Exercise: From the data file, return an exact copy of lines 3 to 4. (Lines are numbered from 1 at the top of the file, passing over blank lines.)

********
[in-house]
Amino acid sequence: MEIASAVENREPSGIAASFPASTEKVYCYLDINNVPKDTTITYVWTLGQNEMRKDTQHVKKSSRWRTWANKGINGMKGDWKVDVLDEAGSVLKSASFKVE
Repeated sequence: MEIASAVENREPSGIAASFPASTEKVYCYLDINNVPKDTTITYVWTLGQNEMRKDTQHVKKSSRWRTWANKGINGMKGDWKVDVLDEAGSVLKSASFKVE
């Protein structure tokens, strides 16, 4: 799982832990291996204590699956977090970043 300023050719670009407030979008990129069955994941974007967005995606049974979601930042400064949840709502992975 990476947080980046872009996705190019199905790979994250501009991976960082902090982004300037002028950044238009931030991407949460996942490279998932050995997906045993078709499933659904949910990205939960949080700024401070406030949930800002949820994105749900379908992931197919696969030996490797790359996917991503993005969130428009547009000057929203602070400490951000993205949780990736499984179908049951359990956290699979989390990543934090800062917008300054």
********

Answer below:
Repeated sequence: MEIASAVENREPSGIAASFPASTEKVYCYLDINNVPKDTTITYVWTLGQNEMRKDTQHVKKSSRWRTWANKGINGMKGDWKVDVLDEAGSVLKSASFKVE
């Protein structure tokens, strides 16, 4: 799982832990291996204590699956977090970043 300023050719670009407030979008990129069955994941974007967005995606049974979601930042400064949840709502992975 990476947080980046872009996705190019199905790979994250501009991976960082902090982004300037002028950044238009931030991407949460996942490279998932050995997906045993078709499933659904949910990205939960949080700024401070406030949930800002949820994105749900379908992931197919696969030996490797790359996917991503993005969130428009547009000057929203602070400490951000993205949780990736499984179908049951359990956290699979989390990543934090800062917008300054």